In 1922 Brigadier General Frank Marsh bought the Pinewood Estate in Hordle which then extended from Stopples Lane to Hare Lane and included hay meadows and a large and productive kitchen garden. He had served in the British army and been diplomatic attaché in Russia before the 1917 revolution. Like many relatively wealthy people he was attracted to the area by the healthy air, the proximity of the Forest for hunting and shooting, the sea for bathing and Lymington for yachting.

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Pinewood House. LMGLM:2010.126.8

Frank and his wife Ursula were deeply involved in local affairs. Ursula helped raise money for the Hordle district nurse and both were involved in the Church and as patrons of local clubs. The grounds of the house were frequently used for village celebrations. With five children, the Marshes required a large number of staff in the house and on the estate. In the 1920s there were four live-in maids and a children’s nurse, but staffing was very difficult and they had to manage on fewer staff over the years.

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Elizabeth Marsh aged 19, photographed for her presentation at Court in 1934. LMGLM:2010.126.19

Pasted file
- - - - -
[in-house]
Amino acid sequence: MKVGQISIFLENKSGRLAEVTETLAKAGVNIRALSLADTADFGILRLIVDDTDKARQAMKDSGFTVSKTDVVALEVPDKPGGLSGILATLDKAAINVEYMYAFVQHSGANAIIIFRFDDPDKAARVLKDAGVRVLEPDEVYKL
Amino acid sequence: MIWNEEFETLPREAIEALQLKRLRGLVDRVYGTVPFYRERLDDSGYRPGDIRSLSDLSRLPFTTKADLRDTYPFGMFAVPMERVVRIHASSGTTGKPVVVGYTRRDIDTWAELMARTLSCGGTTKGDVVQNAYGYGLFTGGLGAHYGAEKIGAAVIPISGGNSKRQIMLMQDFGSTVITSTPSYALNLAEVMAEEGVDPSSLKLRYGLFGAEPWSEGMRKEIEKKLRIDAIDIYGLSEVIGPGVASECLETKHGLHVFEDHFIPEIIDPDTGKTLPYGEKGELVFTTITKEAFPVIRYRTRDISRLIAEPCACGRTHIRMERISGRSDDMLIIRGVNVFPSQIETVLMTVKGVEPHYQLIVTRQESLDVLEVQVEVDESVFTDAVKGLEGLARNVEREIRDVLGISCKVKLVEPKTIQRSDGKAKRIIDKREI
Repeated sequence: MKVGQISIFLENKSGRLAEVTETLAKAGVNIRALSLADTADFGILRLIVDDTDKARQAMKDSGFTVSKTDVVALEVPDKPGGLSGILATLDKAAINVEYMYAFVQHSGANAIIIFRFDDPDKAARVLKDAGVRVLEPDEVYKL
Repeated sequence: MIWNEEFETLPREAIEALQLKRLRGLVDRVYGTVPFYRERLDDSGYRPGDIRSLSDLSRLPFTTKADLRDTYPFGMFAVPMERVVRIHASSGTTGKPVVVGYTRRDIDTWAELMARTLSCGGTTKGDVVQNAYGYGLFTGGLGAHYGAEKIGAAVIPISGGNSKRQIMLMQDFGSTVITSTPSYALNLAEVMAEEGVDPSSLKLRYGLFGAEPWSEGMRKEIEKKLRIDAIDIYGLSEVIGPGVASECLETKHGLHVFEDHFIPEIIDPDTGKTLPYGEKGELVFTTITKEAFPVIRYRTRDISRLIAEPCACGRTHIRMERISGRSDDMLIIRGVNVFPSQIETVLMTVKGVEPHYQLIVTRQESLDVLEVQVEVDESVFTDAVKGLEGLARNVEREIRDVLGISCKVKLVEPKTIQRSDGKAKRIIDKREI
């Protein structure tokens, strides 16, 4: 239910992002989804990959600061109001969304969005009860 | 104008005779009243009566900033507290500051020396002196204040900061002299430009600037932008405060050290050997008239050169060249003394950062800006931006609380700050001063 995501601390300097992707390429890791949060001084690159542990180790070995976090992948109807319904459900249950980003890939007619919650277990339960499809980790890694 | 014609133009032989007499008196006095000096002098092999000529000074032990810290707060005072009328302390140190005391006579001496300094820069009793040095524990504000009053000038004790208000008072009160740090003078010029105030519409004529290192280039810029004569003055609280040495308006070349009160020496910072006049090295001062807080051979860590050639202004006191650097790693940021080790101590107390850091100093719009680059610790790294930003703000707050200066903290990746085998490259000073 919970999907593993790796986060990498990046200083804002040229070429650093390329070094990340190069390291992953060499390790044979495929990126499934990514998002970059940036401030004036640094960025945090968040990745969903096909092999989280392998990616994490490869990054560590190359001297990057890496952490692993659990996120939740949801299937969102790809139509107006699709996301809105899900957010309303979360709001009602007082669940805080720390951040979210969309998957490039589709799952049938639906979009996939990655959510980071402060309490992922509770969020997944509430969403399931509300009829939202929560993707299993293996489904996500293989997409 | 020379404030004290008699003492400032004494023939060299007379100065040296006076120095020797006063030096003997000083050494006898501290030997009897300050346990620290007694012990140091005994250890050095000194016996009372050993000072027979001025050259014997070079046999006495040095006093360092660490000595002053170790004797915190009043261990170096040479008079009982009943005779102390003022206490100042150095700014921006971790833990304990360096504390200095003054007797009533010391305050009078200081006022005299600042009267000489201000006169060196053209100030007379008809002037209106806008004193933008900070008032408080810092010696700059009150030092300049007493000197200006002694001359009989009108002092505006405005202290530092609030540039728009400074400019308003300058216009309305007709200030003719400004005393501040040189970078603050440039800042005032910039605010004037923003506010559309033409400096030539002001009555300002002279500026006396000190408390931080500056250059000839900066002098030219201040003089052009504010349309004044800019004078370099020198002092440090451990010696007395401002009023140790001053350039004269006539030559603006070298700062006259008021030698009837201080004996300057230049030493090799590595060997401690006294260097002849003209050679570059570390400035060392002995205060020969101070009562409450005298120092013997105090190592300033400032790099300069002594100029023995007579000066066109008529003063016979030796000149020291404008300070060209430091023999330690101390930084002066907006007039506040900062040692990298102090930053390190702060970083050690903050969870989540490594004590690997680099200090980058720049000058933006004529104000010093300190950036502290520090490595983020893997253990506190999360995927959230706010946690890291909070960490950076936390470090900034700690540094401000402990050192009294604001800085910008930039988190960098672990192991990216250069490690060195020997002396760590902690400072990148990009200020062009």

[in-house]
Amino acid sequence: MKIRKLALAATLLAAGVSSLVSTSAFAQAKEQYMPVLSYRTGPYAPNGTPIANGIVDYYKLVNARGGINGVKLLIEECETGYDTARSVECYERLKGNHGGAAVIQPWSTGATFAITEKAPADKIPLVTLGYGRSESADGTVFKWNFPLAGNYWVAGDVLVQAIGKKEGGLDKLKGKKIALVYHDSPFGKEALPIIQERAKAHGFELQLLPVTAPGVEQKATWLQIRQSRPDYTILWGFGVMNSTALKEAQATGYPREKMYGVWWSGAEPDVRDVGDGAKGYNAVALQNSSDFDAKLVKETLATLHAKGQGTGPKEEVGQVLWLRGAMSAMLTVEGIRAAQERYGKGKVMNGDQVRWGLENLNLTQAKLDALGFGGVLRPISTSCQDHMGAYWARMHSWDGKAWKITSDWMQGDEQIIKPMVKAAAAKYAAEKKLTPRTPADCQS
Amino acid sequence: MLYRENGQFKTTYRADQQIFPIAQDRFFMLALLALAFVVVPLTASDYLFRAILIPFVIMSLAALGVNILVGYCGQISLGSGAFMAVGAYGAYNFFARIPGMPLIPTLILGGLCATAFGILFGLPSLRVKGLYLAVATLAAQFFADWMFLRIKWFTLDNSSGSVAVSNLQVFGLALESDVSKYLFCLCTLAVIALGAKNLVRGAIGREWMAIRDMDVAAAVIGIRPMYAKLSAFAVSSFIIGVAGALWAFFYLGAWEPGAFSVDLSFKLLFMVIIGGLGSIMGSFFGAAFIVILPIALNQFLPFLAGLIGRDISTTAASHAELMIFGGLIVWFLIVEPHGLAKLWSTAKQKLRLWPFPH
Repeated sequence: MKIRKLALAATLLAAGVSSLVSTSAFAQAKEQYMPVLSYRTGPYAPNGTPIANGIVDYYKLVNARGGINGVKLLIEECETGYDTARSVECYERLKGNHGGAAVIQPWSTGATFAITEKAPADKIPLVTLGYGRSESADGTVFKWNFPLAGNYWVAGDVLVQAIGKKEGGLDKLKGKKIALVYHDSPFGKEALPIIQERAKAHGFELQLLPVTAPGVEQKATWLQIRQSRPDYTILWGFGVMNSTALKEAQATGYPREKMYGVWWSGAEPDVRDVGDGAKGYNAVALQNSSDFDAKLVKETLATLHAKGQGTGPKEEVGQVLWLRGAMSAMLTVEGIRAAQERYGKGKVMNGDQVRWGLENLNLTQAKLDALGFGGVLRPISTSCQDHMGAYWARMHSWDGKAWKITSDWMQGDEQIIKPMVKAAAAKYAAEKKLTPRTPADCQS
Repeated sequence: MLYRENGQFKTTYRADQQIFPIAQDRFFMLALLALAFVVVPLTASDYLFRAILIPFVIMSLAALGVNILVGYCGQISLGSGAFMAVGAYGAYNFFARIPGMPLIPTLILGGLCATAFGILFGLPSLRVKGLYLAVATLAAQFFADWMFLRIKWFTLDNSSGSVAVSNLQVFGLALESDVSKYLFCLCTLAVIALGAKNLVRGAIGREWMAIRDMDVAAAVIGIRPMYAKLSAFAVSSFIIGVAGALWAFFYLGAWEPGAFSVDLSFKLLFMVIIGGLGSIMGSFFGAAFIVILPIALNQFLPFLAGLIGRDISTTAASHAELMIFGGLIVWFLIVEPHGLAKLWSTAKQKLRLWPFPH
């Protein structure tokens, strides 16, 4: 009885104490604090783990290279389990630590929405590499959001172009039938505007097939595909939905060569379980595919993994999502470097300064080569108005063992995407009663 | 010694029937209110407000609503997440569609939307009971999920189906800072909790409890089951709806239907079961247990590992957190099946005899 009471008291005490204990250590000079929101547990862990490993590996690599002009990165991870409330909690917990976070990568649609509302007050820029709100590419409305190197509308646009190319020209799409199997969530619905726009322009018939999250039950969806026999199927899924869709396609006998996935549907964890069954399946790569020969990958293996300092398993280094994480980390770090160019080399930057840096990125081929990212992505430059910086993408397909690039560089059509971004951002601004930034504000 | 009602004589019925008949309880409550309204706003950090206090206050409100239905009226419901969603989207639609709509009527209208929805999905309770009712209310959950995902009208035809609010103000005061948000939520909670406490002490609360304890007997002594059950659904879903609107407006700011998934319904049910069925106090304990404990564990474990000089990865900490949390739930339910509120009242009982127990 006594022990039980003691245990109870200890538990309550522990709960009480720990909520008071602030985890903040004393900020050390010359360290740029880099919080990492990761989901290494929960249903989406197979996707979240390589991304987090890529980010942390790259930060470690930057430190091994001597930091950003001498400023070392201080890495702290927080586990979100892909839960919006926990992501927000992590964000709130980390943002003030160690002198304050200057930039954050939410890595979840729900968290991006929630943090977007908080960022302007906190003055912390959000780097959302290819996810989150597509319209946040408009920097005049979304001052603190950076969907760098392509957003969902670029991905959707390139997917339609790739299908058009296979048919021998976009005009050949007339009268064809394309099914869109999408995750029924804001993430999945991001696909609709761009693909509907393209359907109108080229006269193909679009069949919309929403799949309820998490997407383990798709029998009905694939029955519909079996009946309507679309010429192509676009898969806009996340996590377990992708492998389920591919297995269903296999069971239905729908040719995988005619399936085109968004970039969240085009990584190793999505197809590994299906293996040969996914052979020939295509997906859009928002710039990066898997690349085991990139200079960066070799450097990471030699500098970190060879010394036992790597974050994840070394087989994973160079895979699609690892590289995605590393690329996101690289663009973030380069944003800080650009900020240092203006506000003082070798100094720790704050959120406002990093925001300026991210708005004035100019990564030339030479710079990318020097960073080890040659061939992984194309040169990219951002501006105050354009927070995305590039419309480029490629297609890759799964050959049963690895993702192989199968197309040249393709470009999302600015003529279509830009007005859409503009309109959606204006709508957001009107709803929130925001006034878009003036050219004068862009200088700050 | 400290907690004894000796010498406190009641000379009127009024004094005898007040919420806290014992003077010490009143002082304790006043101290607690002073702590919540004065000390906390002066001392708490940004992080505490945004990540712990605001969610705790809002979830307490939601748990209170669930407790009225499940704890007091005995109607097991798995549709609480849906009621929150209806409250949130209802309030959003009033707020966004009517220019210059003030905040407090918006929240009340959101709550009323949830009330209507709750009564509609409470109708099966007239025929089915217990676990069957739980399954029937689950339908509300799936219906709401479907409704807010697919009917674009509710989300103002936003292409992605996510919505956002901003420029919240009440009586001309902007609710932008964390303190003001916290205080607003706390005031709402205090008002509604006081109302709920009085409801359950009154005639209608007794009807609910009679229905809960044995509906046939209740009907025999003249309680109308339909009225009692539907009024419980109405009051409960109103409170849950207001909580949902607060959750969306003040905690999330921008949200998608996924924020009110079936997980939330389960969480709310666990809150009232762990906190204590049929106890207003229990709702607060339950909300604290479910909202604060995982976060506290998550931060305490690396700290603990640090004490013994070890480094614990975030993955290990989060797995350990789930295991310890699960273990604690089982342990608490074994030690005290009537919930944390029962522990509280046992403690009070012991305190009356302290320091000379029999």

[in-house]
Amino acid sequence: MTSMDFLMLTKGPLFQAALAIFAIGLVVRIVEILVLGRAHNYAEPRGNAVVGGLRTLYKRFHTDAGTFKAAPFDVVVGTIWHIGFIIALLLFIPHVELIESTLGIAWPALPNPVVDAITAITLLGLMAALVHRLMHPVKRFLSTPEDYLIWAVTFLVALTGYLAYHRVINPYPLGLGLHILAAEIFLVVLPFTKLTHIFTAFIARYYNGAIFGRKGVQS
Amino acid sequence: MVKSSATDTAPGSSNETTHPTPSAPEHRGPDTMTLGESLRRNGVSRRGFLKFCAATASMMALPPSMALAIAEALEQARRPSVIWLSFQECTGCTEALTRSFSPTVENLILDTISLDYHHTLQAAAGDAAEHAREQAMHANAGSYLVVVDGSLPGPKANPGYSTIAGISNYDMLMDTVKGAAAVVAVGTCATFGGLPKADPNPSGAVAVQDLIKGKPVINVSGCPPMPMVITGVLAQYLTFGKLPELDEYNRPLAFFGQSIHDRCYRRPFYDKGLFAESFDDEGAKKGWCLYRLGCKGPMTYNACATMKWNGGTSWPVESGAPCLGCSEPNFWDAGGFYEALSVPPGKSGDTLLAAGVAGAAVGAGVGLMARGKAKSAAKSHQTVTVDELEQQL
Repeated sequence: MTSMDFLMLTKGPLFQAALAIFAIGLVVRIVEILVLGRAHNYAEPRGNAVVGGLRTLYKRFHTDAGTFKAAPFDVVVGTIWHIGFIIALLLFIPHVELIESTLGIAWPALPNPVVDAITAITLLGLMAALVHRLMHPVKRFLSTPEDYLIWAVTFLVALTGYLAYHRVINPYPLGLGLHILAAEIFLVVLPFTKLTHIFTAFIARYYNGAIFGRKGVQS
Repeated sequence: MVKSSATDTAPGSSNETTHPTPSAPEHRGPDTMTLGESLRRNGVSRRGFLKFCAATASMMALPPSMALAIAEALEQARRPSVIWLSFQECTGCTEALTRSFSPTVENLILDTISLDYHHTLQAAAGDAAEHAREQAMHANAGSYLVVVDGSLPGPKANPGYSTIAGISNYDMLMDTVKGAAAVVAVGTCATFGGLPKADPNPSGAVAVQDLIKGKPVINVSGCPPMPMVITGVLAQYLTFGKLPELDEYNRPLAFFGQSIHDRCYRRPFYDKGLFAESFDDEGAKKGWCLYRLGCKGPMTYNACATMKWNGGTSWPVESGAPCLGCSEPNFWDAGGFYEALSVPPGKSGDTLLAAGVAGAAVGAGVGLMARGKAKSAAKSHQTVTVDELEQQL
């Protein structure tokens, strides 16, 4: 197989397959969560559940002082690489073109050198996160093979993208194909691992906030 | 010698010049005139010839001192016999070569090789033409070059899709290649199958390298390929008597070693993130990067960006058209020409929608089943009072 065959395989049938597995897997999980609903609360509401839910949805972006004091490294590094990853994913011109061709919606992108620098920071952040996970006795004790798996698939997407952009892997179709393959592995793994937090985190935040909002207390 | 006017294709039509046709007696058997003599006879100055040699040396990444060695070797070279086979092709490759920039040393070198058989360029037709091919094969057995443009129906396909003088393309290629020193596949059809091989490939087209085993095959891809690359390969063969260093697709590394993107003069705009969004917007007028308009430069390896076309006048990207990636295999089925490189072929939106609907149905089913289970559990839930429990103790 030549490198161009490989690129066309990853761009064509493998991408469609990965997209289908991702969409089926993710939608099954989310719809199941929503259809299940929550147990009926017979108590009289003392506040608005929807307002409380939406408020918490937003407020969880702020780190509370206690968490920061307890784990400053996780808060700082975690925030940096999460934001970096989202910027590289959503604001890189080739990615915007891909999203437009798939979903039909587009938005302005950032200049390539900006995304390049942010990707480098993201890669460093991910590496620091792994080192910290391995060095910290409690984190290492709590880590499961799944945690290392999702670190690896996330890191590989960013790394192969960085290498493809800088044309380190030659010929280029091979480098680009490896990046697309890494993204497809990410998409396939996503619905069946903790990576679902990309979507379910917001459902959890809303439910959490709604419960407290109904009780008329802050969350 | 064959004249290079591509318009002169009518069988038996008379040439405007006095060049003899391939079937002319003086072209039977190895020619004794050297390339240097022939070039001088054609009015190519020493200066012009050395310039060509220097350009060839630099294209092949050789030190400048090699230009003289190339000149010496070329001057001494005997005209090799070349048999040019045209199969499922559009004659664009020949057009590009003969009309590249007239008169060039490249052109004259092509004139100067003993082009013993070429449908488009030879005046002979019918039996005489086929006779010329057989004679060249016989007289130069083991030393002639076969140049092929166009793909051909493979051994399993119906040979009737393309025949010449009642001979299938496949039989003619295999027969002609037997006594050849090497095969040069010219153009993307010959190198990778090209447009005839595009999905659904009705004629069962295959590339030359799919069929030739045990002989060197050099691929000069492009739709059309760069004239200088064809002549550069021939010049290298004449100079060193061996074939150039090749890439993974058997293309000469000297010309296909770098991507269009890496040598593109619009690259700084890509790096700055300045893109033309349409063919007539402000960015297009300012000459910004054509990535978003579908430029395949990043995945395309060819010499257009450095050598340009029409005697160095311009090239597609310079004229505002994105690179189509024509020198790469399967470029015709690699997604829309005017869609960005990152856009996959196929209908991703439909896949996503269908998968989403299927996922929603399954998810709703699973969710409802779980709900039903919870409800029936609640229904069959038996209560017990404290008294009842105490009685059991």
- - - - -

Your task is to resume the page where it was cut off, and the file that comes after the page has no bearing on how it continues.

According to his diaries, Frank frequently thought about selling up and moving back to London as he found Hordle very isolated and remote and found it very difficult to retain staff when there was nothing for them to do in the area on their days off.

Elizabeth Marsh, daughter of Frank, remembered her childhood: “At this stage I was very much in limbo being rather old for the nursery and in those days considered too young for ‘downstairs’. Rather a stultifying existence by today’s standards. There were no children of my age who my parents thought of ‘asking in’. I remember a very pretty little girl living down Stopples Lane whose parents ran a market garden who I did get to play with but she sadly died of dyptheria.”

During its life as a private residence Pinewood House and the surrounding estate provided many local people with lasting happy memories. The Hordle Village Fete, childrens’ parties, tennis parties and Brownie trips were all held there. His widow Ursula sold it in 1961 to run as a nursing home, it was demolished and developed in 1964/5.

The following gallery gives more information about the estate and the people who lived there.

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